It was Sunday. The Lavignas were in the kitchen making homemade linguini. The tomato sauce they’d canned earlier in the year soon would be added to the pasta.
“The food was always a feature attraction,” recalls Bill Lavigna, D.D.S. ’68 of his youth. “It always included some type of homemade pasta dish, whether it was spaghetti, linguine, ravioli or lasagna.”
Today, the family still cooks the same traditional Italian dishes whenever they gather at the holidays. In between, Lavigna experiences as much of the world as he can.
Talk to Lavigna at any given time and there’s a good chance he’s recently traveled. His affinity for exploring new places and revisiting familiar ones has taken him to five of the seven continents, plunged him into many of the world’s seas, and allowed him to look down on domestic and foreign landscapes from a hot air balloon.
“Traveling is one of the things I thought I should do a lot of in life, so I’ve been fortunate. I’ve been able to go to many places,” Lavigna says.
Lavigna first dabbled in one of his longtime passions, scuba diving, in 1979. To date, he has made about 600 dives around the world. “I was never a strong swimmer, and diving gave me confidence in the water,” says Lavigna, who majored in zoology as an undergraduate at Miami University. “Fish life is interesting to me, and being in an environment that man’s not supposed to be in is fun and exciting.”
Lavigna’s love of the outdoors also sparked his interest in ballooning nearly three decades ago. He’s had a lot of early mornings and memorable flights since then, logging 800 hours as pilot in command. For both leisure or competition, his hobby has led him to Kenya, Australia, New Zealand, Luxembourg, Spain, Canada and New Orleans, “another foreign country,” he jokes.
When Lavigna has gone ballooning, some of his Gilmour friends have gone along with him. Many of them still are his best friends today. Michael Resch ’68, for one, joined Lavigna in Australia and New Zealand, competing against 78 other international balloonists in a race celebrating Australia’s bicentennial.
Lavigna and Resch also joined Gilmour buddy Paul Murphy ’68 on a bike trip through Spain’s Pyrenees last year. Lavigna says Gilmour enriched his life in many ways, most of all through those lasting friendships.
But the knowledge he acquired there has been just as lasting. “I’ve been fortunate. I’ve attended great educational institutions. It all started with Gilmour,” says Lavigna, who received his dental degree from Case Western Reserve University.
“I didn’t look at Gilmour as a vocational experience at all, and I don’t think it should be,” he says. “Instead, it was a process where they taught us the classic elements of education that we needed to have and to know and I think that helped me when I went to Miami.”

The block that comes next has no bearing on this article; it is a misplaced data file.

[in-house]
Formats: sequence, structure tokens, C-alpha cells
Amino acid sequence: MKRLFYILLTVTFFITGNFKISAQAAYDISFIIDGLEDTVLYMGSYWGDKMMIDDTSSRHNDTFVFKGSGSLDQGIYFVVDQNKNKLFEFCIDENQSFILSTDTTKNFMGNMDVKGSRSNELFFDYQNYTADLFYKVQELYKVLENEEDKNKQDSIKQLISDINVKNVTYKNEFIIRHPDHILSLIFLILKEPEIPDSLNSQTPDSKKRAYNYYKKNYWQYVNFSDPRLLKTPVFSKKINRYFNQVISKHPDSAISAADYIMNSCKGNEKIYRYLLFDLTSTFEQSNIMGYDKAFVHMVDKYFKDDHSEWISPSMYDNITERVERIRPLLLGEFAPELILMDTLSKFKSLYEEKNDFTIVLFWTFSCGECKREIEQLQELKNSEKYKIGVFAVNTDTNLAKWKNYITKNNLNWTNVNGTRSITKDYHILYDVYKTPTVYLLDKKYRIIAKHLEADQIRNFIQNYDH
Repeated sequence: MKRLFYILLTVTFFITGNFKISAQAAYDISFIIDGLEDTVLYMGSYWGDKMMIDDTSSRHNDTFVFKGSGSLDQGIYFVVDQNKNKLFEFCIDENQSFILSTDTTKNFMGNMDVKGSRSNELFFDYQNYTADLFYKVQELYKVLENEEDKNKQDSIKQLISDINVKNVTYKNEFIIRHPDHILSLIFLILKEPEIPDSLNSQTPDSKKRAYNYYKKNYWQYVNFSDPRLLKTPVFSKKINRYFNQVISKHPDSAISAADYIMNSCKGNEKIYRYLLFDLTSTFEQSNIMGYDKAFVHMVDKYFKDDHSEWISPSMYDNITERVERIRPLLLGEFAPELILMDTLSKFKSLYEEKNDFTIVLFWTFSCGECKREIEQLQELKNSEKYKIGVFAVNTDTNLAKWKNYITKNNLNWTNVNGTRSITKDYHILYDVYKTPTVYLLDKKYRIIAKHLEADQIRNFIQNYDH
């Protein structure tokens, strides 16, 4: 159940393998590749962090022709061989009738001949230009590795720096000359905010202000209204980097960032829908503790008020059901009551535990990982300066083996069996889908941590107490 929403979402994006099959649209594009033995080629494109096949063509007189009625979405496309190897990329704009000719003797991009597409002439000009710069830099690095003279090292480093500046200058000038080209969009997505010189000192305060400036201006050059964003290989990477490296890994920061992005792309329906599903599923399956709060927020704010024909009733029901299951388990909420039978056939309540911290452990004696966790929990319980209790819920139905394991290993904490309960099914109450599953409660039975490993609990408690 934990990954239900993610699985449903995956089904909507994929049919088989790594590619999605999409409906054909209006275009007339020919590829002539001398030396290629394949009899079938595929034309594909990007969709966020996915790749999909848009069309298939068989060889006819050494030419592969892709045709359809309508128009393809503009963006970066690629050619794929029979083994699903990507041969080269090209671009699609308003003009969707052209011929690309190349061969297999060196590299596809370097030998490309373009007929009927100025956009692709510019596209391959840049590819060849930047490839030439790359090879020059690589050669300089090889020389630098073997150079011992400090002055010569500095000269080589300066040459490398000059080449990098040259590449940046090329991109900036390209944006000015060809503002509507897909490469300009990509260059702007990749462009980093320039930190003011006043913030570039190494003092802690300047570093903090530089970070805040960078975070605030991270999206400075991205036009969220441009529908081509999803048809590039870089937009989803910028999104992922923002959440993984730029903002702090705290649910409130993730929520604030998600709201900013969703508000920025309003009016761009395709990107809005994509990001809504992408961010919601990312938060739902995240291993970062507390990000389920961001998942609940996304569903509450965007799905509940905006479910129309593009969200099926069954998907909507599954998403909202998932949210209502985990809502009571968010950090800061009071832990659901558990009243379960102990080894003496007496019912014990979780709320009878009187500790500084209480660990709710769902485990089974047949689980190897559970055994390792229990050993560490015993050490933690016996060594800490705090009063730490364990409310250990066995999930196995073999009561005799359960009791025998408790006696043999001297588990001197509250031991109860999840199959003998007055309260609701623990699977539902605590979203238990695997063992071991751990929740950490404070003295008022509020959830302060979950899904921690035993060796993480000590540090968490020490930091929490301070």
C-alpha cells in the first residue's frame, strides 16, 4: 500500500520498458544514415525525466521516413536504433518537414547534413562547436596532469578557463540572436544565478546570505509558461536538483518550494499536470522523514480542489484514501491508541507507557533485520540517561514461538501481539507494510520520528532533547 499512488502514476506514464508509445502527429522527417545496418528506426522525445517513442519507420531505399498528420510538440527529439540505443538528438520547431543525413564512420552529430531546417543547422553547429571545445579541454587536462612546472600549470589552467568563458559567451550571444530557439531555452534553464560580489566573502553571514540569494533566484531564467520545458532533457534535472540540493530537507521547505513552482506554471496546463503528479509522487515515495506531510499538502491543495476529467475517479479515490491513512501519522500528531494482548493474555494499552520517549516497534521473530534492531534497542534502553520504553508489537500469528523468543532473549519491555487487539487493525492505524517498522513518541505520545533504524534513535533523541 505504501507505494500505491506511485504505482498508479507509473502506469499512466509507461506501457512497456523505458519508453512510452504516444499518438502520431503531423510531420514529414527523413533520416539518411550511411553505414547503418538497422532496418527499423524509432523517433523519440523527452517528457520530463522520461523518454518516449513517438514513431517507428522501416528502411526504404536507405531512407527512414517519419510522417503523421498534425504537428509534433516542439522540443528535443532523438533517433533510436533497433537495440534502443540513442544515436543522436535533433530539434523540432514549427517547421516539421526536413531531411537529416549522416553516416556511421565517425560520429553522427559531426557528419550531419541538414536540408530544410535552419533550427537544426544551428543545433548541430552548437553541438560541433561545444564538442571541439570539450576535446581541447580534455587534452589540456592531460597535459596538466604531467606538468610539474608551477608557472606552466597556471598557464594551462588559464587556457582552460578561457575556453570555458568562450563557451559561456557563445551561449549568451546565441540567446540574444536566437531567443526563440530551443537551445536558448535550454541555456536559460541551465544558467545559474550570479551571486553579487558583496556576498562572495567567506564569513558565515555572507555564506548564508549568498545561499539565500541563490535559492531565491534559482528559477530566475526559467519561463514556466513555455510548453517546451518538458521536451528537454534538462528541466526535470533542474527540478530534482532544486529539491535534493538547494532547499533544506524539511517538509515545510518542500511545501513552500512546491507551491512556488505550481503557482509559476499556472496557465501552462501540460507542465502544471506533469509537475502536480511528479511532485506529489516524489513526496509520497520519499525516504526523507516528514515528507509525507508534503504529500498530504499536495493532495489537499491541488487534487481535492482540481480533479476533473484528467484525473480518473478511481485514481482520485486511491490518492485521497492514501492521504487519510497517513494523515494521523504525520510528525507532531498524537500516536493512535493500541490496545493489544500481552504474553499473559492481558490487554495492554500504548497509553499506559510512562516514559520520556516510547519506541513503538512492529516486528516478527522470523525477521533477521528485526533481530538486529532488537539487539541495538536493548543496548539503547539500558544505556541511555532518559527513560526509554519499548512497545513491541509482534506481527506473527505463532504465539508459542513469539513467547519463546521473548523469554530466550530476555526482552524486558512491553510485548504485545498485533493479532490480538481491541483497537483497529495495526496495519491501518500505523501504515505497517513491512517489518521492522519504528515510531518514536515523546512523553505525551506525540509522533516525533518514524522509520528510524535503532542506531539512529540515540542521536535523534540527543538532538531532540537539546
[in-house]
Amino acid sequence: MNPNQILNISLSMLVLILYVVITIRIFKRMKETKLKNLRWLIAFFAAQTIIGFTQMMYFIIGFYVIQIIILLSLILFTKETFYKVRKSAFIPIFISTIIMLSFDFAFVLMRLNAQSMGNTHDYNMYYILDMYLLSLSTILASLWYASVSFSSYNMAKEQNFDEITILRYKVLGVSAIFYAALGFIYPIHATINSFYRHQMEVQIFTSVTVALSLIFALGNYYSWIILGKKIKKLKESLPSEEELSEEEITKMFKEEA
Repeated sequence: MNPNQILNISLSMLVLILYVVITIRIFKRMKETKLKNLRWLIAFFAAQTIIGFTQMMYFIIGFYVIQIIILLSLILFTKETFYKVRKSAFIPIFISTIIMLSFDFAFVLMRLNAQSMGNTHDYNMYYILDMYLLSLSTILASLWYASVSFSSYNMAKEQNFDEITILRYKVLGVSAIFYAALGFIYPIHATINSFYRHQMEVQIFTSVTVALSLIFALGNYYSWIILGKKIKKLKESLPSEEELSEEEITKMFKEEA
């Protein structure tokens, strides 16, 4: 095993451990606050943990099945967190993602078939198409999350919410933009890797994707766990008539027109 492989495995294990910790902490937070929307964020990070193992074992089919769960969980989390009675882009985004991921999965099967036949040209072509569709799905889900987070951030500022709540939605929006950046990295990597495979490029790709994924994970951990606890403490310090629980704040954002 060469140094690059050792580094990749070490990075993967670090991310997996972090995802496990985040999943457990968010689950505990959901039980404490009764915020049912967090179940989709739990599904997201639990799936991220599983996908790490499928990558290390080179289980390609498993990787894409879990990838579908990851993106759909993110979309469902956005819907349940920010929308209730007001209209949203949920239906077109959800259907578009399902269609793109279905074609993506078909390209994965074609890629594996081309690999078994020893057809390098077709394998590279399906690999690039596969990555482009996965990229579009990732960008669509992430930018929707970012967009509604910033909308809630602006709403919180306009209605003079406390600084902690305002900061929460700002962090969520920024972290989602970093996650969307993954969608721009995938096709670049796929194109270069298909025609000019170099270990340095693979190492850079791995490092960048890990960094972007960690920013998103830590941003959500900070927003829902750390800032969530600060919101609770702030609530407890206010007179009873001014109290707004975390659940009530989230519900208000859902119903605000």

During his sophomore year at Miami, Lavigna decided to follow in his father’s footsteps and become a dentist. He established a successful practice that gave him the opportunity to know his father in a unique way – as a business partner. “I shared a practice with him for 12 years,” Lavigna says. “The experience was great – for both of us.”
Lavigna’s father started the practice in the 1940s. Even now, Lavigna treats some of the same patients his father treated. “This philosophy of continued care for people that lasts through generations is one of the great fulfillments of my practice,” he says.
He’s also gratified by the active educational role he’s played in his profession. He’s spent half of his career directing the hospital-based residency at Saint Luke's Hospital and now St. Vincent Charity Medical Center.
“It’s been a great opportunity to support my profession and provide needed services to indigent populations of Cleveland,” says Lavigna, who also is a Diplomate of the American Board of Special Care Dentistry and a fellow of the American Association of Hospital Dentists.
If he could do it all over, he probably would become an actor instead of a dentist, he says. But if his career enabled him to work closely with his father and educate others, it also allowed him to fully experience the world’s wonders from land, air and sea.
Lavigna’s travel goals have become more laid back as time’s gone on. Where he used to make about 50 dives a year, he makes only a handful now. His ballooning days also are less intense than in the past, when he competed in national and world competitions.
“These days,” he says, “I’m a little more relaxed. But I still like to have a travel focus, whether it involves a balloon, a bike, a dive or another adventure.”
What’s your favorite way to pass the time?
Having dinner with friends or watching classic movies
What is your favorite meal?
My mother’s cooking
If you could master a talent overnight, what would it be?
Playing a musical instrument. Second choice would be to become fluent in multiple languages, or at least one, probably Italian.
That I didn’t embrace music and art education at Miami when I had the chance.
What’s your ideal vacation?
I’m not somebody who lounges in the sun, so it would focus on an activity.